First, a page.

I'm the one who, upon seeing A Woman Of A Certain Age with supremely teased hair, turns to my friend and says "Wow, that hair must have terrible self esteem."
Friend says "Whaaat?"
Me: "It got teased a lot, I mean, LOOK!"
Or if I see a bowl of peas, I start humming "All we are saaaaying, is give peas a chance..." knowing that I won't because, eww.
On our recent adventure, I discovered something sorta jarring.
Some people don't know how to smile.
It's like, if you say something daring and entirely too horrible, like "good morning", some people look at you like you just yanked on their hair and yelled "You're a stinky monkey!".
And there are other people who greet your polite salutation with "It sure is! Did you see the sky this morning, such a pretty blue!" and they shame you with their joy.
Basically, Eeyore and Tigger.
I wondered, what kind of person has that kind of negative character?
Earlier today, one of my writer friends, Preslaysa Williams, posed a question on Facebook: Is there a difference between character and reputation? Is it possible to have one but not the other? If so, what would you prefer to have: a good character or a good reputation?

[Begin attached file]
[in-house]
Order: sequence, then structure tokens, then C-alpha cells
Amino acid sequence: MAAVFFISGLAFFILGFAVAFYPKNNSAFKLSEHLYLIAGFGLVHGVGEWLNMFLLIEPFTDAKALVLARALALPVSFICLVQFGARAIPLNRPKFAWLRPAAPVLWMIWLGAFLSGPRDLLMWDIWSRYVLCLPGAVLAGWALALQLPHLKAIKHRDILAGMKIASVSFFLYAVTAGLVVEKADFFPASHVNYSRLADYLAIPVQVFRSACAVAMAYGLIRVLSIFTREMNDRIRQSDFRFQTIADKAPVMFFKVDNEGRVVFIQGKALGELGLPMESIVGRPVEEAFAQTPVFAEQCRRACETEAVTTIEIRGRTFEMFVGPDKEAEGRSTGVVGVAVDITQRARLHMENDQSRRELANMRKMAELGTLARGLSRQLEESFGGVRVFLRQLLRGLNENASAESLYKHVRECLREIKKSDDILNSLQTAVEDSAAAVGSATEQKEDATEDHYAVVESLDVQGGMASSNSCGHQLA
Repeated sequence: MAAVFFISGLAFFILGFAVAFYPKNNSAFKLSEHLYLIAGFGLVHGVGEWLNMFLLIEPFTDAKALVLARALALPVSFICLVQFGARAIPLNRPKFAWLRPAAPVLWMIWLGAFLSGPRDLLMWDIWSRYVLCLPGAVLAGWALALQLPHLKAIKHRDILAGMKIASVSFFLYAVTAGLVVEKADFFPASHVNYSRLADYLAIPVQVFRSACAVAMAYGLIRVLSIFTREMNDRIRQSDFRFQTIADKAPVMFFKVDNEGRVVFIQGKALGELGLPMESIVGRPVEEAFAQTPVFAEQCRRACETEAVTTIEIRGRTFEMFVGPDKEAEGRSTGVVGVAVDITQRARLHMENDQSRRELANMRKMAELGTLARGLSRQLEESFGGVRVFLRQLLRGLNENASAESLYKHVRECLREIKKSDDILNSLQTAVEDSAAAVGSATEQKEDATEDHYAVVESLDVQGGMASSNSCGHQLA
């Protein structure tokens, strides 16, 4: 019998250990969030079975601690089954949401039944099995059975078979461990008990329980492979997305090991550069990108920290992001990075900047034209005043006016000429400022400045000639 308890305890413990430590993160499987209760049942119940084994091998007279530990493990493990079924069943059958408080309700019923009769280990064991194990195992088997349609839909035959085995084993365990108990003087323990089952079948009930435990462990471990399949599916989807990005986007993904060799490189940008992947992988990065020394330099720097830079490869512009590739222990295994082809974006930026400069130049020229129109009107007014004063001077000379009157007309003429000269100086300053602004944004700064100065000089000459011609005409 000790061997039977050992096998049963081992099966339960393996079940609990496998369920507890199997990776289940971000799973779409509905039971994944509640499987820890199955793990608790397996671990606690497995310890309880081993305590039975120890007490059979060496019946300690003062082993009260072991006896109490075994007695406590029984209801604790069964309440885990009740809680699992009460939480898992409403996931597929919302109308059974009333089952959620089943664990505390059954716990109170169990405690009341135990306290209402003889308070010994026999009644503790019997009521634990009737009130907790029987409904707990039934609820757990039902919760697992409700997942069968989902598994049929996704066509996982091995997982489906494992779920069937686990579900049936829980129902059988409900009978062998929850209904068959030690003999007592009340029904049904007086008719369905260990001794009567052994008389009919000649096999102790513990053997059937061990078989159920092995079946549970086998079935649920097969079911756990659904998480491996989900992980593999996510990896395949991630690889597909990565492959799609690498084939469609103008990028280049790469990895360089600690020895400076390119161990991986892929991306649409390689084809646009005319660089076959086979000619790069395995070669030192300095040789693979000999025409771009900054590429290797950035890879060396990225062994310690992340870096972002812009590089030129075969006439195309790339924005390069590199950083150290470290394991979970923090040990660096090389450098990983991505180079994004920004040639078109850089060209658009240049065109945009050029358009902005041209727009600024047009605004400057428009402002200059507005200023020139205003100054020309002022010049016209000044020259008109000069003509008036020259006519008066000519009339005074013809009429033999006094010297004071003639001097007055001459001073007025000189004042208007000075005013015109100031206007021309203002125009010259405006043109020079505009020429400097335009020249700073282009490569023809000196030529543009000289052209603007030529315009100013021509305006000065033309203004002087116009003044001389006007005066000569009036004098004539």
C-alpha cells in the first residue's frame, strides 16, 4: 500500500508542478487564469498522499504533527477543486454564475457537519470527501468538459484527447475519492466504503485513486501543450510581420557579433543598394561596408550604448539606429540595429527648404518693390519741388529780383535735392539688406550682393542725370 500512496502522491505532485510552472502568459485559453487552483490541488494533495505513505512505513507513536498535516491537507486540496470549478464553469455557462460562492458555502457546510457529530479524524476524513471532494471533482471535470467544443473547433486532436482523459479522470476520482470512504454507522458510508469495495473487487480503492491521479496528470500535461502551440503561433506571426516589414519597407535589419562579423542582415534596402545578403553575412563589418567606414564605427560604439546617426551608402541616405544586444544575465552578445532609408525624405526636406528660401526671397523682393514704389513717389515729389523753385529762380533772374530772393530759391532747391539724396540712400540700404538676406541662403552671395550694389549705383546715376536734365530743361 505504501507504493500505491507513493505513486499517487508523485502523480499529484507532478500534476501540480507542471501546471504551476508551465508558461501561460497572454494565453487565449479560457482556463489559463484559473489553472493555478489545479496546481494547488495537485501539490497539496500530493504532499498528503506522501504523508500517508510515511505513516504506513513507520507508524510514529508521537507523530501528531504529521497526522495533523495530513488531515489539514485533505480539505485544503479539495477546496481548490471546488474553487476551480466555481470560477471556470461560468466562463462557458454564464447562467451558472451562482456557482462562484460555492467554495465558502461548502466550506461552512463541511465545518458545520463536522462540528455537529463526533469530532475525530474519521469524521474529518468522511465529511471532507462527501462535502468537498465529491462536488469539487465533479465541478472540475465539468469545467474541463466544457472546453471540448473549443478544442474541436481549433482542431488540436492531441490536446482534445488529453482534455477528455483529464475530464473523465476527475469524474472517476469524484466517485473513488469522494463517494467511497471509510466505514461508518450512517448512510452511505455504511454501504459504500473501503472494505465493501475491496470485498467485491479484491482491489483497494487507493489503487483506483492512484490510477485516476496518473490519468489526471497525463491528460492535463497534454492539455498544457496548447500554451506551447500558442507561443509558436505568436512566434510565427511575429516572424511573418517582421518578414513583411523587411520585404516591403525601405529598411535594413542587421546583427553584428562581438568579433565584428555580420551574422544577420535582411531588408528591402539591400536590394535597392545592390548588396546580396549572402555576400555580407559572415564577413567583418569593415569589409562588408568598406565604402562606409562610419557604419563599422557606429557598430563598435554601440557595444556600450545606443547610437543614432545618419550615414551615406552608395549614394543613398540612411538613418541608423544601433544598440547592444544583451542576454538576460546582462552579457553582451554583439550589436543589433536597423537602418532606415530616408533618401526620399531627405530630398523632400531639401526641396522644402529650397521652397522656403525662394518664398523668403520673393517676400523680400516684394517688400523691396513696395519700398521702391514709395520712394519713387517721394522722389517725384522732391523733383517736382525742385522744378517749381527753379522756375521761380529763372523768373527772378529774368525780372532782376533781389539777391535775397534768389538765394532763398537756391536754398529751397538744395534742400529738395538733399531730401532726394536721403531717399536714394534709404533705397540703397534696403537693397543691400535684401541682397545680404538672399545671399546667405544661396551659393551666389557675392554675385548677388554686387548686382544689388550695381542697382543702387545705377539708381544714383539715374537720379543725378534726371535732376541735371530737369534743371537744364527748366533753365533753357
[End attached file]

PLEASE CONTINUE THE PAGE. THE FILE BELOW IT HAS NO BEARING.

Personally, I'd go with character. Because, well, this sounds so braggy, I sorta know that I have fairly decent character. I see life through a happy lense, and I can usually hold it together when things are stressful. Yeah, of course I get stressed. As my dad recently said, when I was discussing a particularly rough thing I was in the midst of, "You need to learn to wait on the Lord."
He's right. I do. And I wasn't, not at the time.
My trusting , faithful character was showing its cracks.
(Another lesson in that conversation?
No matter how old I get, I'll always need my parents.)
A good reputation can be manufactured, but it still must be sustained. And it's hard to be nice when you aren't usually that way. It becomes work. Work can be frustrating. Frustration can get real annoying, and then at the wrong moment? Boom goes the "good" reputation.
Character is what you do when no one is looking. People with good character tend not to need good memories, because they don't need to keep track of their falsehoods.
And they draw people to them with a happy countenance, not push them away with a snarl.
So, think about that question, and thank you Preslaysa, for asking it. It's been something I've pondered for a few hours.
One thing that struck me as I thought of that, and how it relates to my personal change from stay at home mom, to stay at home mom who writes...as someone who didn't ever run in a business environment...and again, I'm not trying to sound braggy...my literary agent paid me a high compliment a while back when she said that I could easily adapt from casual conversation to a respectful, professional manner in no time.
I was happy and flattered to hear that. I took it as a compliment to a steady, positive character.
And as long as no one teases their hair and expects me to sit through a meeting looking at big hair with small self esteem? I'll be okay.